Net Neutrality

What's happening?

What if all the websites you like loaded

one

word

at

a

time

... unless they paid your internet service provider extra?

 

Right now, internet service providers (ISPs) like Verizon and Comcast have to treat all information online equally, no matter where it comes from. That principle is called net neutrality.

 

But net neutrality might not be law for long. These rules are likely to be dismantled by the Federal Communications Commission (FCC) under President Trump.

Why is it important?

In 2015, the FCC under President Obama put in force rules to protect net neutrality by classifying high speed internet as a public utility. As a utility, the commission ruled, it had to be equally accessible for all Americans.

 

Since then, the issue has become increasingly polarized along party lines. In general, Democratic legislators support strong net neutrality rules while Republicans do not

Debate it!

Should the internet be treated as a public utility?

No: 

We all want an innovative, open internet. By lumping the internet into the same legal categories as a public utility—specifically, in this case, as a telecommunications service—we're actually moving in the opposite direction.

 

Since the Telecommunications Act of 1996, there have been two important categories the FCC oversees in this area: telecommunications services and information services. Until 2015, the internet was classified as an information service, protecting it from regulations that might stifle innovation.

 

In order to graft net neutrality rules onto the already-thriving internet, the FCC had to reclassify the internet as a telecommunications service, which includes public utilities like telephone companies and can be much more tightly regulated. 

 

That was a mistake. There are many outdated and convoluted regulations meant for the telephone industry that no reasonable person would want to apply to the internet—about rates, billing, reporting, and much more. Exposure to these rules has understandably decreased investment in some areas of online infrastructure, like the 22 ISPs that told the FCC net neutrality decreased funding.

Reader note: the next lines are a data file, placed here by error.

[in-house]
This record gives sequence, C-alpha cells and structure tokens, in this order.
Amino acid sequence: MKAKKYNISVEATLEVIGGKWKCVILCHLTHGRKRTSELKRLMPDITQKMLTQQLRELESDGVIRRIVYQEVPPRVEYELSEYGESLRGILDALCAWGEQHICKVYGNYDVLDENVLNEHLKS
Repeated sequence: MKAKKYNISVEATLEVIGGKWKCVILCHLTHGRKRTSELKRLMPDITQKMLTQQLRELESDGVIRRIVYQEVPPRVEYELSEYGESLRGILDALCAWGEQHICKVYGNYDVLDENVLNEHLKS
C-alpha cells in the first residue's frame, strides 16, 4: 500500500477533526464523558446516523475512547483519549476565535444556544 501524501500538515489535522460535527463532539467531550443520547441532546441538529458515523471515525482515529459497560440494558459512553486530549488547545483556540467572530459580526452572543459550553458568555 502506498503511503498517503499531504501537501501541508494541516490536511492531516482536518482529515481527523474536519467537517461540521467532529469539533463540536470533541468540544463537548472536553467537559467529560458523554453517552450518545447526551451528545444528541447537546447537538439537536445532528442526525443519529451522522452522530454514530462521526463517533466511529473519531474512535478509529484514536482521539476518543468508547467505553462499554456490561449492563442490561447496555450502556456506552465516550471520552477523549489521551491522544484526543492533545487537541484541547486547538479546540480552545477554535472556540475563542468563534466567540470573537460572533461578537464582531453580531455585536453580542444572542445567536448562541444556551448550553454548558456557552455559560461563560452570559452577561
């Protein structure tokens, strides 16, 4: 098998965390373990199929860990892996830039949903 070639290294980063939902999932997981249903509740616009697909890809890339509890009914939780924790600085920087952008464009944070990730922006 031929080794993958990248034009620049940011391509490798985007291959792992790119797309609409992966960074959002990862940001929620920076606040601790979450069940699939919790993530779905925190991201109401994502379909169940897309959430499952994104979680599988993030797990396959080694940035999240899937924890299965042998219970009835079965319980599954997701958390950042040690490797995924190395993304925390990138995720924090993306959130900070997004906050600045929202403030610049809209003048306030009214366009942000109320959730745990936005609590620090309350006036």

FCC Chairman Ajit Pai is correct: "Title II is not the same as an open internet. In fact, [these net neutrality rules] take us in the opposite direction by inhibiting competition, reducing investment in infrastructure." 

 

The FCC is now suggesting a reasonable, moderate approach. "We’re not saying the choice is either Title II [the 2015 rules] or the Wild West. It’s that light-touch regulation, the middle ground, so to speak, that we’re looking to return to."

Yes: 

Net neutrality is free speech on the internet, plain and simple. It is the bedrock of an innovative internet economy.

 

The internet thrives precisely because of net neutrality. An internet without net neutrality would inevitably become like cable TV—the content you see is what your provider puts in front of you

 

Can you imagine if Mark Zuckerberg, setting out to create Facebook, had to pay Verizon to support his site? Net neutrality is what makes it possible for digital companies to compete with established businesses, keeping barriers to entry low. It has supported the growth of the most important companies of the last decade: Google, Facebook, Amazon, Netflix, and more.

 

The claim that net neutrality dampens investment in internet infrastructure just isn't correct. Investment in broadband was 5% higher in the years after the FCC instituted net neutrality rules.

 

As Mark Zuckerberg himself now put it, "if a service provider can block you from seeing certain content or can make you pay extra for it, that hurts all of us and we should have rules against it." Verizon went even further, encouraging "people coming together to urge Congress to pass net neutrality legislation once and for all."

 

Tim Wu, the Columbia professor who coined the term net neutrality in 2003, makes the key point about free speech online: "If making yourself heard depends upon some medium, and upon that medium is built an industry restricting access to it, there is no free market for speech."

 

Only two years ago, the FCC classified high speed internet as a public utility. Do you believe that's any less true today?

Learn more...

  1. The 2015 New York Times explanation of net neutrality rules
    • "The agency’s order reclassifies high-speed Internet as a telecommunications service rather than an information one, subjecting providers to regulation under Title II of the Communications Act. Its aim is to protect the open Internet, advancing principles of so-called net neutrality by prohibiting broadband providers from elevating one kind of content over another."
  2. FCC Chairman Ajit Pai's speech on the future of internet regulation
    • "We are proposing to return the classification of broadband service from a Title II telecommunications service to a Title I information service—that is, light-touch regulation drawn from the Clinton Administration.  As I mentioned earlier, this Title I classification was expressly upheld by the Supreme Court in 2005, and it’s more consistent with the facts and the law."